Last Updated on January 5, 2022
Your turn signal is one of the most important safety features in your vehicle, even if it is one of the most overlooked. But what do you do when the feature you take for granted stops working?
Well, you start digging into how the blinkers work of course! And once you start digging, one of the first components you’ll come across is the turn signal relay.
But how do you know if the turn signal relay is working properly, and how much can you expect to spend if you need to replace it? We’ll answer those questions and more for you here.
What is a Turn Signal Relay?
Your turn signal relay, also known as the flasher relay, is the component that is responsible for your turn signals turning on and off every time you put on a turn signal or hit the hazards.
It’s an electrical component that acts as a relay, and it switches on and off continuously whenever the button is depressed.
The turn signal relay is the component you hear when you listen to the clicking sound you hear every time one of these components is on.
Where is it Located?
It really depends on which type of vehicle you drive, but on most models, you can find your turn signal relay inside the junction box or the fuse box with your other relays.
Some vehicles have a guide that will tell you which relay does what right on the fuse box cover, others make you dive into the owner’s manual to find that information.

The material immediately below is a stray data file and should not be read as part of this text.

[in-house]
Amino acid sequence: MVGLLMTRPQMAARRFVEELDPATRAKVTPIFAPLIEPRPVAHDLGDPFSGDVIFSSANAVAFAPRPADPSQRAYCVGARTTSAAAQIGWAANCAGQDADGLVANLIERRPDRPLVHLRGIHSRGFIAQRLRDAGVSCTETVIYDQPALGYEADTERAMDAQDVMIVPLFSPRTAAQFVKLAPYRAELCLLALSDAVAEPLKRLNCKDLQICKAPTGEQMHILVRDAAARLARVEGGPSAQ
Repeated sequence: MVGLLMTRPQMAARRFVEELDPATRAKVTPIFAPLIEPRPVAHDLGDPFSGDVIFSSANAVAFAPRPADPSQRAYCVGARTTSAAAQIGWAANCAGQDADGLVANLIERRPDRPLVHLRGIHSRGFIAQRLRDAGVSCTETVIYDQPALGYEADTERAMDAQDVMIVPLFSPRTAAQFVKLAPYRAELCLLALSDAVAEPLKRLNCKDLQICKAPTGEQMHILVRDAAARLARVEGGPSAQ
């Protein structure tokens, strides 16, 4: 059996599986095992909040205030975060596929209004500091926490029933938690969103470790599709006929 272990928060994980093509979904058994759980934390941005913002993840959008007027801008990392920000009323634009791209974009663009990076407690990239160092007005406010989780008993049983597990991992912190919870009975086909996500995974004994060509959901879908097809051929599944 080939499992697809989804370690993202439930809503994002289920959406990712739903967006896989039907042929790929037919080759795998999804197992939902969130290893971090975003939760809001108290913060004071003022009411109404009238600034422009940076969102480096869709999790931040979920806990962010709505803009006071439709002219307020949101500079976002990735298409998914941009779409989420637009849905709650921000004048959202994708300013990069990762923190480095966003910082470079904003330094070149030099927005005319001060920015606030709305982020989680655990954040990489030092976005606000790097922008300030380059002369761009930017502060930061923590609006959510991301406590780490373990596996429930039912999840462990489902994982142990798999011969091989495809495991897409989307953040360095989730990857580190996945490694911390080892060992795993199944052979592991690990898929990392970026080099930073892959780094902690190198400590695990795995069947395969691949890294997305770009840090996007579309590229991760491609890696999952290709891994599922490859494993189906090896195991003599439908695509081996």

Other vehicles (ie: Toyota/Lexus) make it more difficult to get to the relay and may require you to remove a kick panel near your steering wheel. You can verify its location by using a factory service manual.
Read Also: HID vs LED Headlights
Bad Turn Signal Relay Symptoms
Just because you know where something is and what it does, doesn’t mean you’re ready to jump in and replace it. Below we’ve highlighted three common signs that you might need to replace your turn signal relay.
While we’ve highlighted three common symptoms of a bad turn signal relay here, we want to highlight that if your turn signal is blinking too fast, there’s likely causing another issue causing the problem besides the turn signal relay.
#1 – Turn Signal or Hazards Stop Working
By far the most common symptom of a faulty turn signal relay is that your turn signals or hazards stop working properly. Since it’s the job of the turn signal relay to tell the turn signals to turn on, it makes perfect sense that if this component breaks, you’ll lose that feature.
If the relay breaks in a way that it won’t open anymore or if a piece breaks off creating an open circuit, then neither your turn signal nor hazards will work.
#2 – Turn Signal or Hazards Won’t Turn Off
While the turn signal or hazards stopping working is the most likely sign of a faulty turn signal relay, it’s not the only one. Another possible symptom is that you can’t get the turn signals or hazards to turn off. This happens when the turn signal relay breaks while in the on position.
While it’s less likely to happen this way since it requires a piece of the relay to get stuck “closed” instead of breaking off as more common, it still can happen.
#3 – Other Lights Malfunction